April 1st, 2011
07:45 PM ET

Libyan opposition lays out conditions for cease-fire

CNN Wire Staff

Tripoli, Libya (CNN) - Battles raged in Libya on Friday as mixed messages of peace put forth from several corners brought no guarantees of an end to the bloody conflict.

In the rebel stronghold of Benghazi, Libyan opposition leader Mustafa Abdul Jalil laid out conditions for a cease-fire with Moammar Gadhafi's forces.

Among them were the removal of snipers, mercenaries and militias from western cities, an end to the sieges laid on cities such as Misrata and freedom of expression for the Libyan people.

But ultimately, he said, the opposition's goal remains regime change in Libya.

Jalil spoke at a podium with the United Nations special envoy to Libya, Abdelilah al-Khatib, who had carried the opposition's message to Tripoli the day before.

Al-Khatib reiterated that the U.N. objective is to achieve a cease-fire and end the loss of civilian lives but he did not mention regime change, highlighting the discrepancy between the stated objectives of the Libyan opposition and the international community.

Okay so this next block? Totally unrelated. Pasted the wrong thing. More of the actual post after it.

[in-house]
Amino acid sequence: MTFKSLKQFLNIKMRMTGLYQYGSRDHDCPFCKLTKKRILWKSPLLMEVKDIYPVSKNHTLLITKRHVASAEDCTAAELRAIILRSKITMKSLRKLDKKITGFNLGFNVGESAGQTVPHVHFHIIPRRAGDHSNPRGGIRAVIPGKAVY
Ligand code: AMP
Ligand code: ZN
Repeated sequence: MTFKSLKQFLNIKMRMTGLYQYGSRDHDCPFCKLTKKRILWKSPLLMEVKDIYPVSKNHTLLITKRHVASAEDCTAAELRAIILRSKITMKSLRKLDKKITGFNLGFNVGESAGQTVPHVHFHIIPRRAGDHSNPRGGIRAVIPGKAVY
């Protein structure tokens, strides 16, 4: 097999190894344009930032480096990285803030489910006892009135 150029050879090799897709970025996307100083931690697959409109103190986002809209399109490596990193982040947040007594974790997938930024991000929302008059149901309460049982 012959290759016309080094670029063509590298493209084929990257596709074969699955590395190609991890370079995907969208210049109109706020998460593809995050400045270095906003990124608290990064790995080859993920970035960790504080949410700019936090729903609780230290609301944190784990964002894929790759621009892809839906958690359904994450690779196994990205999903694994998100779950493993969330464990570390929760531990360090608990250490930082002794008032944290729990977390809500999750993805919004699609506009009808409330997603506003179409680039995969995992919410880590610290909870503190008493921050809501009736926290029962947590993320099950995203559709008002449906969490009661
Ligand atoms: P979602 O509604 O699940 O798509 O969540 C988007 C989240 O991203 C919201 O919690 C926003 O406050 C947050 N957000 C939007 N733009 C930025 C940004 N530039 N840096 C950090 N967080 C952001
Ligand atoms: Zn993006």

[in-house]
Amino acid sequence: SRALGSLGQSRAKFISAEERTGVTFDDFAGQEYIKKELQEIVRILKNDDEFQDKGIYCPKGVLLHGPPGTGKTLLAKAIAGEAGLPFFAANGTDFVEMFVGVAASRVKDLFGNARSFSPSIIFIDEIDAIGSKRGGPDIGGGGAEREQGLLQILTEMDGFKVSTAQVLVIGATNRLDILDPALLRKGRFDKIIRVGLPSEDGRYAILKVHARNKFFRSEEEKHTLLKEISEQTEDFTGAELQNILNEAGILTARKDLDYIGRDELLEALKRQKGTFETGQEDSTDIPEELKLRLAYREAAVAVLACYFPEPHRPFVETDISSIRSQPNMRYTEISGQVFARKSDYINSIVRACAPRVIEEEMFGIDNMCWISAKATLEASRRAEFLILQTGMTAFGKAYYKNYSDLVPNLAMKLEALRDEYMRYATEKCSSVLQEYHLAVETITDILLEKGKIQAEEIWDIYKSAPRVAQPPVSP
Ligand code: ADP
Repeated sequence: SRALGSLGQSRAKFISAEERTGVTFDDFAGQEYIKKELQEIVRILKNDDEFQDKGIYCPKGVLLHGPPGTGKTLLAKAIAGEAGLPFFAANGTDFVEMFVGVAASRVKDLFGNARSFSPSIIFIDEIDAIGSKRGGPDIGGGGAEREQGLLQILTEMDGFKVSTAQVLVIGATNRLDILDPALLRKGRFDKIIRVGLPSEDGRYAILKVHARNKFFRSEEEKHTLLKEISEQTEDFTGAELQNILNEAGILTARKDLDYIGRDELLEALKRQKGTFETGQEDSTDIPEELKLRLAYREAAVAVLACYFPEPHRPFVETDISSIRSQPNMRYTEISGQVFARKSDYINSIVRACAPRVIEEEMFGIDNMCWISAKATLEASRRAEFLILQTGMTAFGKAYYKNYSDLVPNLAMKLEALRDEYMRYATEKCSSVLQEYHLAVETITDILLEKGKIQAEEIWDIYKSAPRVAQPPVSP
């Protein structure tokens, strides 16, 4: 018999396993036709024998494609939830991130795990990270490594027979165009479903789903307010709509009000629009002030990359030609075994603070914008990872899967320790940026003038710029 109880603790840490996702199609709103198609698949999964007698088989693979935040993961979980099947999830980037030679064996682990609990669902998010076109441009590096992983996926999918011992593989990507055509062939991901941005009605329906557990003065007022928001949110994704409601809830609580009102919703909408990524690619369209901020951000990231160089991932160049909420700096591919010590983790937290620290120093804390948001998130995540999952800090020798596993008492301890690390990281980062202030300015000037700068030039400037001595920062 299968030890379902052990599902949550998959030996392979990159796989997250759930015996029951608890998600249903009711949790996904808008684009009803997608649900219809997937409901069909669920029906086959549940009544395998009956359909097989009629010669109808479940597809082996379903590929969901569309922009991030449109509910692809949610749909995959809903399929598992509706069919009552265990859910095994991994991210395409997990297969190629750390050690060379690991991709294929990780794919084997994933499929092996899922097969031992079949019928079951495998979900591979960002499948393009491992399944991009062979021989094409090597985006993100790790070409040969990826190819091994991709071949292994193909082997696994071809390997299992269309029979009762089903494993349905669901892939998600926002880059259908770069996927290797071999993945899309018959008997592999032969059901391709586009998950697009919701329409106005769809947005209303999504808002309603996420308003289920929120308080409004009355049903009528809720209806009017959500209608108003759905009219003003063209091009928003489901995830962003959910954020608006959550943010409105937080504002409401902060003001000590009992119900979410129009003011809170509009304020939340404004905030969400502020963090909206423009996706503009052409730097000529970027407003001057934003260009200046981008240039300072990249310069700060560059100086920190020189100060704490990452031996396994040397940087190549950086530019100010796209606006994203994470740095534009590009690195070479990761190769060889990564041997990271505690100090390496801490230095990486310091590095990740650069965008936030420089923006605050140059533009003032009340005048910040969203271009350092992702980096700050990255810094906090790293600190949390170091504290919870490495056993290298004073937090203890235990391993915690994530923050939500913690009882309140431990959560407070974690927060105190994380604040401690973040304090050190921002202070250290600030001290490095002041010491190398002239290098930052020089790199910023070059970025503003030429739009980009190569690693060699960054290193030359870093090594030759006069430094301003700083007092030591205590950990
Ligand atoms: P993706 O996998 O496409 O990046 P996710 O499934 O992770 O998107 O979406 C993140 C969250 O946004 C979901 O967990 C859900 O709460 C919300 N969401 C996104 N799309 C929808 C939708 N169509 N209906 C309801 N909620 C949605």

Meanwhile in Tripoli, Libyan government spokesman Musa Ibrahim told reporters that the rebels are not "really serious" about the offer of a cease-fire, which he said was tied to "silly conditions."

"They are asking us to withdraw from our own cities and open our cities to people, who are holding up arms, who are tribal, violent, no unified leadership, al Qaeda links, and no one knows who they are. If this is not mad, then I don't know what it is," he said. "We will not leave our cities. We will not stop protecting our civilians."

Ibrahim added that the Libyan government is ready for peace.

Sources close to Gadhafi told CNN that political solutions are still possible but that the Libyan leader would relinquish power only to others within his inner circle.

They said there is still time for dialogue but expressed doubts about who would represent the opposition.

Any transition, they said, would involve Gadhafi's second son, Saif al-Islam Gadhafi, and for such a transition to take place there would first have to be an end to the fighting.

The sources added that there is an emerging consensus within the regime that the old guard must prepare to give way to a younger generation of leaders.

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